Special Feature

Workplace Diversity

Underrepresentation within America’s corporate landscape is a situation all too familiar for women and people of color.

We’ve seen the disadvantages of neglecting diversity within Hollywood - see this report at apnews.com - and the psychological toll minority groups experience in a workplace designed to discredit their efforts. Diversity matters and should be taken into consideration when developing a successful work environment.

If a workplace favors Stanford graduates of a specific race, that pattern will continue until an entire office is filled with identical employees. Having one shared opinion hinders the potential success of a business, whereas having constructive, opposing views brews excitement, fulfillment and imagination. While having a greater amount of diversity does not necessarily guarantee success, providing qualified individuals a chance to prosper within a workplace regardless of their background or identities has the potential to generate equal opportunities and a stimulating work environment.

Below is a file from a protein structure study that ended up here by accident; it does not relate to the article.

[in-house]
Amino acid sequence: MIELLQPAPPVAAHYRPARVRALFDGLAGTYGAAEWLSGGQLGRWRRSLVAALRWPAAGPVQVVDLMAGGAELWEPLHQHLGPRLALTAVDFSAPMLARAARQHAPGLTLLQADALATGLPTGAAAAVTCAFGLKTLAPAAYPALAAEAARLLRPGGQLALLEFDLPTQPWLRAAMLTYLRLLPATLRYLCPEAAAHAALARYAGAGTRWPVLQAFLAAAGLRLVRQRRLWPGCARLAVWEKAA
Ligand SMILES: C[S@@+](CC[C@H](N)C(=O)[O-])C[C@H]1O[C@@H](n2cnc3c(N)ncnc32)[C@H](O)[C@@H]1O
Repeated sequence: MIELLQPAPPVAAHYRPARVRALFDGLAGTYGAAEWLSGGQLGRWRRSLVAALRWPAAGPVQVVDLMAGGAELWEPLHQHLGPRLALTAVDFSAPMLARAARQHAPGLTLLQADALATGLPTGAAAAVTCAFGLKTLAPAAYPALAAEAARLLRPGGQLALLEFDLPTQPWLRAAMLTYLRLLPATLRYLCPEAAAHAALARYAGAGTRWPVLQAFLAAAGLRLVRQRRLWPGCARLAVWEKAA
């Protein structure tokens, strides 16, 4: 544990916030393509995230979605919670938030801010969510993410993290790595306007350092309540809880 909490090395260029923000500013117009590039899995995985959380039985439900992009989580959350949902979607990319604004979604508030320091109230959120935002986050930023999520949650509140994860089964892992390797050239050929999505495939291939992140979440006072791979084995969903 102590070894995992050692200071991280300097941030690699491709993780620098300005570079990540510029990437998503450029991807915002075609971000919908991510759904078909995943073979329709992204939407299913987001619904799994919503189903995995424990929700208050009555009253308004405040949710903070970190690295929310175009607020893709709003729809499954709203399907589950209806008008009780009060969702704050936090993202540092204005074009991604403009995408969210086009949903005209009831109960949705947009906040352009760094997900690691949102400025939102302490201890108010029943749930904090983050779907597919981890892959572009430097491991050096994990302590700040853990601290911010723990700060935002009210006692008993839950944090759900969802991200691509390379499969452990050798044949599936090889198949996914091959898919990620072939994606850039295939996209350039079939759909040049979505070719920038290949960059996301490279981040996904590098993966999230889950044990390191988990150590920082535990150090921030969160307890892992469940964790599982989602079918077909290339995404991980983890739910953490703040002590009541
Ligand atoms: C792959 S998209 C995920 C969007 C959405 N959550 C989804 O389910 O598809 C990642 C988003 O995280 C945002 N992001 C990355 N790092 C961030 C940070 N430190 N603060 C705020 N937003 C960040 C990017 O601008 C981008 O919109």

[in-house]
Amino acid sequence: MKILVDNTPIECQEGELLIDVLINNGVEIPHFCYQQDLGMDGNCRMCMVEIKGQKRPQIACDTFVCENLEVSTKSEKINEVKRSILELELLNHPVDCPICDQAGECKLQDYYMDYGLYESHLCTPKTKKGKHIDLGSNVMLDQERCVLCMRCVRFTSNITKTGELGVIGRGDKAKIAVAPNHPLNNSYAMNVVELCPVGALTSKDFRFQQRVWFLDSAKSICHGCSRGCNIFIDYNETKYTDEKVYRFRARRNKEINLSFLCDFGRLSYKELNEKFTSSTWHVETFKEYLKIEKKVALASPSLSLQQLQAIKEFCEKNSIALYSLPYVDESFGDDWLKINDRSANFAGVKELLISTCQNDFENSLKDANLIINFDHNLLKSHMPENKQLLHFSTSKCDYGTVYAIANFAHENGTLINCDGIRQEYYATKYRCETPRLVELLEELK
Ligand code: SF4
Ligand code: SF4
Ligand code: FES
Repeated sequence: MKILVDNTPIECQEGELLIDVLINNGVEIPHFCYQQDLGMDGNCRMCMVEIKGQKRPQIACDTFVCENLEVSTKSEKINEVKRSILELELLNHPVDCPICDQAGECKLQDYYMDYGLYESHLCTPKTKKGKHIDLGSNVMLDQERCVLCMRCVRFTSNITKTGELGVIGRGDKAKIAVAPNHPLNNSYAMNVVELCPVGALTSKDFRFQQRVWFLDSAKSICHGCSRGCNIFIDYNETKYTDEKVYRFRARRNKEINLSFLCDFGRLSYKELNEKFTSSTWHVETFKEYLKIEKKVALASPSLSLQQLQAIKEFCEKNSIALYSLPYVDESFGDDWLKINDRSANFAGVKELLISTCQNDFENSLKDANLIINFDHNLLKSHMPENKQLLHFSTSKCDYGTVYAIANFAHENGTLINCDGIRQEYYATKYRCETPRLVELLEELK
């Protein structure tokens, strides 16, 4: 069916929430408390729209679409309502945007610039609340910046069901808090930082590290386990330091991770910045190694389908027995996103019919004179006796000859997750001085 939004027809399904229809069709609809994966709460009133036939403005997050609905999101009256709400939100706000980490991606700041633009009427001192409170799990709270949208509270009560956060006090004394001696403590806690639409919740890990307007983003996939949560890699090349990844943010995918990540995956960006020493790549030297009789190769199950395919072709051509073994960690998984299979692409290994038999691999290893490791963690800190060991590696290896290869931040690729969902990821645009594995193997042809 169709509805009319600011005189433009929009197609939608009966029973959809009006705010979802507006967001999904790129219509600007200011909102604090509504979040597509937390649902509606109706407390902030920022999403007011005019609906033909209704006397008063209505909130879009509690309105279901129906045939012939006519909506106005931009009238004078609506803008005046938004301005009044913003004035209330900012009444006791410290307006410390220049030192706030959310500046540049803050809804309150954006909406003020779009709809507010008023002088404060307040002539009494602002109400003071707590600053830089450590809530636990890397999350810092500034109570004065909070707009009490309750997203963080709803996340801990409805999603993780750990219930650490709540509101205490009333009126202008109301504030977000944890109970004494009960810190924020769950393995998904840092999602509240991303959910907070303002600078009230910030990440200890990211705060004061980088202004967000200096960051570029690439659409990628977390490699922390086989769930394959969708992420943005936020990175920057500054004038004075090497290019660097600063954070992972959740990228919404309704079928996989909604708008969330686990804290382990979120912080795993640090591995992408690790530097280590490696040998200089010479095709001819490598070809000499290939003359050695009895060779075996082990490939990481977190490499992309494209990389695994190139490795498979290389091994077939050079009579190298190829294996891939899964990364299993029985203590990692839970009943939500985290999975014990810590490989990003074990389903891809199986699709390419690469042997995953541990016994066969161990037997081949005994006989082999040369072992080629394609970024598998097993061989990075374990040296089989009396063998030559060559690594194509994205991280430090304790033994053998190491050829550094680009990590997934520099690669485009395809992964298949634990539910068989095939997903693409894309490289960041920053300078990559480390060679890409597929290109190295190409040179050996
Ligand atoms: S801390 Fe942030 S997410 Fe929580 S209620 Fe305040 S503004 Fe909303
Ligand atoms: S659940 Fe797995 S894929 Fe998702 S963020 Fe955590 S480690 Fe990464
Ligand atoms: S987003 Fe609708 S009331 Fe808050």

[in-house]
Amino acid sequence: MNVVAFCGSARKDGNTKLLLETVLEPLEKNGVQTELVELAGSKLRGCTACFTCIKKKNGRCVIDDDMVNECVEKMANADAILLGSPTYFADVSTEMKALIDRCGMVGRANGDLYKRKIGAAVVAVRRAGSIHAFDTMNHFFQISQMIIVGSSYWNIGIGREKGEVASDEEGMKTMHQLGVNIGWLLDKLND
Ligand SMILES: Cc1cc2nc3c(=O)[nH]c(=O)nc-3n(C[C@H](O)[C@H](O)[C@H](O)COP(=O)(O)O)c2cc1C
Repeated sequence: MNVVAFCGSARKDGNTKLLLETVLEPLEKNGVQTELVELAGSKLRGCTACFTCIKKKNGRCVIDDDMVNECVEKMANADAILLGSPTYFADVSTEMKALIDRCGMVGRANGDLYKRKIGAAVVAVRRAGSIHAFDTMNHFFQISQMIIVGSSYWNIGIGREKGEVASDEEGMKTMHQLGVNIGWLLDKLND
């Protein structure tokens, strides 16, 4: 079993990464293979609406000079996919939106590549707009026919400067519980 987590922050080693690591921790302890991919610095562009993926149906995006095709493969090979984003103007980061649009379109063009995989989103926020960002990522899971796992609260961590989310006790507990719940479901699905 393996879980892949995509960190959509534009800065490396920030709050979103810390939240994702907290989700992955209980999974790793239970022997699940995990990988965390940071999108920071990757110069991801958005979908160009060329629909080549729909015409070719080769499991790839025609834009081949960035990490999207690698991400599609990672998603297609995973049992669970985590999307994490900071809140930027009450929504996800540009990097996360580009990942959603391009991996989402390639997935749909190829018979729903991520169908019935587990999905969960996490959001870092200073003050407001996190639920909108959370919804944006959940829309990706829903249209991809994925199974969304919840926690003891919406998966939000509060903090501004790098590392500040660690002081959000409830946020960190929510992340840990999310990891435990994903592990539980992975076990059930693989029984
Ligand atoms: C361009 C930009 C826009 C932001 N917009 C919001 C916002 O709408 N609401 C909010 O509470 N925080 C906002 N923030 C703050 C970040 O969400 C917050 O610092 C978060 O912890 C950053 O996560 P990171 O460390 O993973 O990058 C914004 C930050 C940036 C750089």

A 2015 McKinsey study, which can be viewed at McKinsey.com, validated the theory that high diversity and inclusion in the workplace generates more success than low diversity. The study found that there is a linear relationship between racial and ethnic diversity and the quality of performance among employees. A lack of diversity represents a company’s disinterest in catering to all audiences, therefore limiting its success.

Diversity in the workplace allows underrepresented individuals to think, act and perform freely without the negative bias associated with their inability to execute on-par to their counterparts in the majority. Diversity allows individuals to find commonality with others and to feel safe, comfortable and appreciated overall. By rejecting people based on negative stereotypes associated with background or identity without first evaluating their ability to succeed, we may find ourselves regressing as a people.

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